Maggie West, our 13-year-old teen reporter (who you may remember from her review of Masterminds) was given her second assignment: to review Bean, the film version of the PBS television show featuring the misadventures of one discombobulated fellow known as Mr. Bean. Below, then, is Maggie’s take on this popular British comedian’s foray into the world of American cinema:
It’s a freak, no it’s an idiot … no, it’s Mr. Bean, the new British comedian who has taken America by storm.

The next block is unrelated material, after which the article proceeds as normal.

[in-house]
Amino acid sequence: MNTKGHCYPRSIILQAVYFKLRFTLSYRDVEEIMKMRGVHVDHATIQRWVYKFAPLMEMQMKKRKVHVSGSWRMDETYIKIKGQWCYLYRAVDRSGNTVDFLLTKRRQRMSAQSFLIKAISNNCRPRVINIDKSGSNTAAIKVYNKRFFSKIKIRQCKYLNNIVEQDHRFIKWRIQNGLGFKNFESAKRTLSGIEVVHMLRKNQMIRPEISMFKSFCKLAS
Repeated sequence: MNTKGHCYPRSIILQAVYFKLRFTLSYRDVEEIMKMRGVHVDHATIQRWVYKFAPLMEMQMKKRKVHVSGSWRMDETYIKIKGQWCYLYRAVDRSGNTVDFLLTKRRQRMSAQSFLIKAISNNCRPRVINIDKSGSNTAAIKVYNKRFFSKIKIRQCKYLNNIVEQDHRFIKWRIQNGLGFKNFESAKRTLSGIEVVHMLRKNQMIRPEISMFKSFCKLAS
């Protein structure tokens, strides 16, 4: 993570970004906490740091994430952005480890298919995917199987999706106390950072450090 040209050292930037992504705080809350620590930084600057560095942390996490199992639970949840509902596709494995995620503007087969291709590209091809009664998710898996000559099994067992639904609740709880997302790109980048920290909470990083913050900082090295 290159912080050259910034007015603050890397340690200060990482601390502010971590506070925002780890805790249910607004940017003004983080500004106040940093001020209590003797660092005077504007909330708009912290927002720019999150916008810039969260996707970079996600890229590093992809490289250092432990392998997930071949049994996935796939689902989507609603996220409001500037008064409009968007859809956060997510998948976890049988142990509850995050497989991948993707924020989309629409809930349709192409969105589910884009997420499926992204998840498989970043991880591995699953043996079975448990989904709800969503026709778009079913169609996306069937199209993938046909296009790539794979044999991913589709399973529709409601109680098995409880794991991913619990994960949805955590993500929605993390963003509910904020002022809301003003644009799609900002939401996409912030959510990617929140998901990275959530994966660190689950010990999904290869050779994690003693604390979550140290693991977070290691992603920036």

This stringy-Bean-guy is the one who is always getting himself into sticky, outrageous (and most of the time, stupid) situations. The movie opens when, in a desperate attempt to rid themselves of Bean, his employers embellish his title to read: “Dr. Bean, The Great Art Expert” — and then ship him off to the United States to give an intelligent speech on one of our great works of art, “Whistler’s Mother.” Bean, being Bean, manages to destroy the painting (worth $50 million), eject a slew of virtual-reality passengers from their seats at a theme park, and blow a turkey into smithereens — launching the bits throughout a kitchen. If you are a Bean-lover, like me, and have seen the TV series, you will probably be disappointed with this latest performance. It’s not nearly as funny as the TV show, and reaches to all-new heights of grossness, such as when Bean accidently explodes a bag of vomit onto an upperclass businessman. Now, this might appeal to certain teenage boys I know (who shall remain nameless) — but I thought this incident was pretty sick. So, if you are the type who thinks exploding vomit bags are funny, you will love this movie … but everyone else should just stay home.